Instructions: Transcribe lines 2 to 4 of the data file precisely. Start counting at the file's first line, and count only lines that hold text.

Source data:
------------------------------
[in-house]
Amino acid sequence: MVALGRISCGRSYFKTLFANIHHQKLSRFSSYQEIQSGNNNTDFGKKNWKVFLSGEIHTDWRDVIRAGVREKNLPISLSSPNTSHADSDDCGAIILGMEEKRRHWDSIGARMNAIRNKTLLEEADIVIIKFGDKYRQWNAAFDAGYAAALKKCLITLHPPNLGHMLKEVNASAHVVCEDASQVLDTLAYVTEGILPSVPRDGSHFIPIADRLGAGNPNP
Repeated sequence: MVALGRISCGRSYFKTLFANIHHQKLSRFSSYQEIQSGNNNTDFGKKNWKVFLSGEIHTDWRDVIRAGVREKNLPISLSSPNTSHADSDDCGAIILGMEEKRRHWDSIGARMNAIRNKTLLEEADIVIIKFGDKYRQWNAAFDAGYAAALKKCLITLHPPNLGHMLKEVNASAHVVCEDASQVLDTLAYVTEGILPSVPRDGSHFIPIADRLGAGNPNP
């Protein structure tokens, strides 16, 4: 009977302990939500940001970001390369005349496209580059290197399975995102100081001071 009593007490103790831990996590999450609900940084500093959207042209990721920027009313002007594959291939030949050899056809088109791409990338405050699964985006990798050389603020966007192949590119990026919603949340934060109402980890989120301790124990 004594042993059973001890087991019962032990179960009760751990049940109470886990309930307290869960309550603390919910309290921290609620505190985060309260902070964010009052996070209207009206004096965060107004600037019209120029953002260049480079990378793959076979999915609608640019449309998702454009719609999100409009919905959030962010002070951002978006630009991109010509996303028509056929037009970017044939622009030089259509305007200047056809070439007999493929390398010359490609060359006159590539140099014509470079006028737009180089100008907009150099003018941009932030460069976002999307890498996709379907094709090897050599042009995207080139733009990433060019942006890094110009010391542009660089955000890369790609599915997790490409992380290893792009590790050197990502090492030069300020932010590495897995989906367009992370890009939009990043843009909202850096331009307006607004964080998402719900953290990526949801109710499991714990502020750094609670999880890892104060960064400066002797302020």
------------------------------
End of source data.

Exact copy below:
Amino acid sequence: MVALGRISCGRSYFKTLFANIHHQKLSRFSSYQEIQSGNNNTDFGKKNWKVFLSGEIHTDWRDVIRAGVREKNLPISLSSPNTSHADSDDCGAIILGMEEKRRHWDSIGARMNAIRNKTLLEEADIVIIKFGDKYRQWNAAFDAGYAAALKKCLITLHPPNLGHMLKEVNASAHVVCEDASQVLDTLAYVTEGILPSVPRDGSHFIPIADRLGAGNPNP
Repeated sequence: MVALGRISCGRSYFKTLFANIHHQKLSRFSSYQEIQSGNNNTDFGKKNWKVFLSGEIHTDWRDVIRAGVREKNLPISLSSPNTSHADSDDCGAIILGMEEKRRHWDSIGARMNAIRNKTLLEEADIVIIKFGDKYRQWNAAFDAGYAAALKKCLITLHPPNLGHMLKEVNASAHVVCEDASQVLDTLAYVTEGILPSVPRDGSHFIPIADRLGAGNPNP
């Protein structure tokens, strides 16, 4: 009977302990939500940001970001390369005349496209580059290197399975995102100081001071 009593007490103790831990996590999450609900940084500093959207042209990721920027009313002007594959291939030949050899056809088109791409990338405050699964985006990798050389603020966007192949590119990026919603949340934060109402980890989120301790124990 004594042993059973001890087991019962032990179960009760751990049940109470886990309930307290869960309550603390919910309290921290609620505190985060309260902070964010009052996070209207009206004096965060107004600037019209120029953002260049480079990378793959076979999915609608640019449309998702454009719609999100409009919905959030962010002070951002978006630009991109010509996303028509056929037009970017044939622009030089259509305007200047056809070439007999493929390398010359490609060359006159590539140099014509470079006028737009180089100008907009150099003018941009932030460069976002999307890498996709379907094709090897050599042009995207080139733009990433060019942006890094110009010391542009660089955000890369790609599915997790490409992380290893792009590790050197990502090492030069300020932010590495897995989906367009992370890009939009990043843009909202850096331009307006607004964080998402719900953290990526949801109710499991714990502020750094609670999880890892104060960064400066002797302020």